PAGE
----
Wrecking Ball will have spent 26 days rolling around the public test server by the time he's out, but everyone's favourite mecha death hamster is ready swing into Overwatch proper next week. On Tuesday July 24th, to be precise.
That's it, I've done the news. Click through to see a cute announcement mini-vid from Blizzard, and me tut at myself for playing a silly amount of deathmatch mode recently rather than the actual game.
It's a matter of time before I see the dancing emote that pushes
Wrecking Ball Hammond's character design from indulgent-but-adorable to overly twee, but for now I'm happy to lap this stuff up. Look at his lil' legs.
I'm actually sitting on a pile of loot boxes so I can open them all when Hammond appears, and I can maximise my chances of dressing him up as an ostentatious pirate with a mohawk. I've got 12 of the things, because I've been playing round after round of the free-for-all deathmatch mode every week until I've maxed out the bonus boxes you get for winning games in the arcade.
It's a trap I've prided myself on not falling into up till now. I want to say I play the games I do because they're exciting and fun, not because I've been manipulated into collecting digital hats - and yet last night, when I saw I was one victory away from collecting my final bonus crate, I spent another 30 minutes chasing a win. I wasn't even thinking about the reward, I was thinking about how I didn't want to miss out on collecting it.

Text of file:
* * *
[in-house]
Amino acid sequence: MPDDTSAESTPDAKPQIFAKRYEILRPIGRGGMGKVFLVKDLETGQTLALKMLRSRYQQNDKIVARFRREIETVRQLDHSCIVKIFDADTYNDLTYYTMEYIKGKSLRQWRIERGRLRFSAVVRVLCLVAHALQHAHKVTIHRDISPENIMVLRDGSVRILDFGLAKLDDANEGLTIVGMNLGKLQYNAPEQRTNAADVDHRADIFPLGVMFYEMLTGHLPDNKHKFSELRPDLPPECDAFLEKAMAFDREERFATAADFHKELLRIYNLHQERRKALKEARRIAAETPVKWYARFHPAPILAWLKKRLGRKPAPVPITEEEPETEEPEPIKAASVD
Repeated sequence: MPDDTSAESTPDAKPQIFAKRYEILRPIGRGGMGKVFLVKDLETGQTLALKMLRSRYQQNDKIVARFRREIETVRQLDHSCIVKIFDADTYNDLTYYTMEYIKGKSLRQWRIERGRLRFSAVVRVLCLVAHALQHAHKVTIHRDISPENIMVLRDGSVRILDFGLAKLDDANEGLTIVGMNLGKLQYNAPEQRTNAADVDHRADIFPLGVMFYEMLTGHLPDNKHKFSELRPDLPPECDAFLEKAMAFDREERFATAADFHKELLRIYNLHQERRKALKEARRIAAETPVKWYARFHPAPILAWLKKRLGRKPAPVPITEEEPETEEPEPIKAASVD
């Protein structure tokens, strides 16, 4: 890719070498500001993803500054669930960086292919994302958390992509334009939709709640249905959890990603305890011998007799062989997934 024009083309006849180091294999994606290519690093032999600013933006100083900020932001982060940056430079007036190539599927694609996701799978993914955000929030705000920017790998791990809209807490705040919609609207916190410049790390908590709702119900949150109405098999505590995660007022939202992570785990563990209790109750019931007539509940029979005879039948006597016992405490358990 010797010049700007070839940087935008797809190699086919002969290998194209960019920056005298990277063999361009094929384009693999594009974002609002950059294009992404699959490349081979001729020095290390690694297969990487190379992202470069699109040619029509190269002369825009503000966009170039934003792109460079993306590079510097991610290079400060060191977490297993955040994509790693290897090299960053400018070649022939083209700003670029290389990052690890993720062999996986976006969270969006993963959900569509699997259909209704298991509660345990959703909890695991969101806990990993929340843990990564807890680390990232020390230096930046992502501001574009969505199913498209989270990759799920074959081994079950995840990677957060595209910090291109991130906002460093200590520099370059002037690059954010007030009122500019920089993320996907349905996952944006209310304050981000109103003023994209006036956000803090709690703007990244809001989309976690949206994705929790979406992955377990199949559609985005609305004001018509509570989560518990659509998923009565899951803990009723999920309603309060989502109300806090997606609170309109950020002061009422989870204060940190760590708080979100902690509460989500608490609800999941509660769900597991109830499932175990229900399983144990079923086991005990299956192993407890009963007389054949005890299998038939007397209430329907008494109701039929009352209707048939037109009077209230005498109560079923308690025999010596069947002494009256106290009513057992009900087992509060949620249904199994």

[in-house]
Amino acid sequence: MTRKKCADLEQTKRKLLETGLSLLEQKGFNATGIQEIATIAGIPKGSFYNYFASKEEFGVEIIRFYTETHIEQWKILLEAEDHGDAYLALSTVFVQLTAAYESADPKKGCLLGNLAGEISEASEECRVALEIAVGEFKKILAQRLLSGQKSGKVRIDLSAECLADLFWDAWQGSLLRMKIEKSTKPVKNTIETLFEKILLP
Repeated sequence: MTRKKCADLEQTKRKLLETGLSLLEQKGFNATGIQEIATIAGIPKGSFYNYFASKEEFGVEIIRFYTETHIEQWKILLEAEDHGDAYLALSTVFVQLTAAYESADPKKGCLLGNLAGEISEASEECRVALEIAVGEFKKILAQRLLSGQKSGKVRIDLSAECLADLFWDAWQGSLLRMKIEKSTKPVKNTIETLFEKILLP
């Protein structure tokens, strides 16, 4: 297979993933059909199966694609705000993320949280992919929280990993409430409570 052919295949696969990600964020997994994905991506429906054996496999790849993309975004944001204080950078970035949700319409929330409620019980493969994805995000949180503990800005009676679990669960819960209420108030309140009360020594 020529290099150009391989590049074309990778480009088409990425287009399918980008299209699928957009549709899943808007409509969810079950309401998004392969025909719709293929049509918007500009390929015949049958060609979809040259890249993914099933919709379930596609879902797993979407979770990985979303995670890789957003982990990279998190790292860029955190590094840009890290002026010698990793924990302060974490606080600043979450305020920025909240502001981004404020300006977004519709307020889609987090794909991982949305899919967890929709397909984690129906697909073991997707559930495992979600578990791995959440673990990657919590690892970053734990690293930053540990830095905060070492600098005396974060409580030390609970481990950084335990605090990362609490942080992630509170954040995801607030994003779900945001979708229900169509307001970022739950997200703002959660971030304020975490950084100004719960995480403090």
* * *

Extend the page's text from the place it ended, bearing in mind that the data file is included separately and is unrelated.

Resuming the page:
deathmatch used to be a fun diversion I'd boot up when I fancied some Overwatch but didn't want to commit to a full match. Now I keep getting lured into it rather then the team-based modes the game was built around, despite knowing I'd have more fun if I launched into the quick play queue.
As annoyed as I am that it's affecting how I choose to spend my time, the promise of cosmetics only forms one prong of the deathmatch trap. It's the chaos that both puts me off and keeps me coming back. Normal games of Overwatch ask me to think about team compositions and tactics, but playing deathmatch feels like switching on my FPS autopilot.
For every kill I earn in an even duel, I'll pick up two by rudely interrupting a fight between people who never had a chance to see me coming. That can still feel rewarding, but it's got nothing on picking apart a defence as one agent in a well-coordinated team. It's the best players rather than the lucky ones who usually top the scoreboards in a Deatchmatch game, but there's no denying that luck plays a bigger role. That's enough to make my thinking brain prefer the normal game, but my lazy one insist on playing this instead.
Hammond will arrive on the regular servers on July 24th, in case you forgot.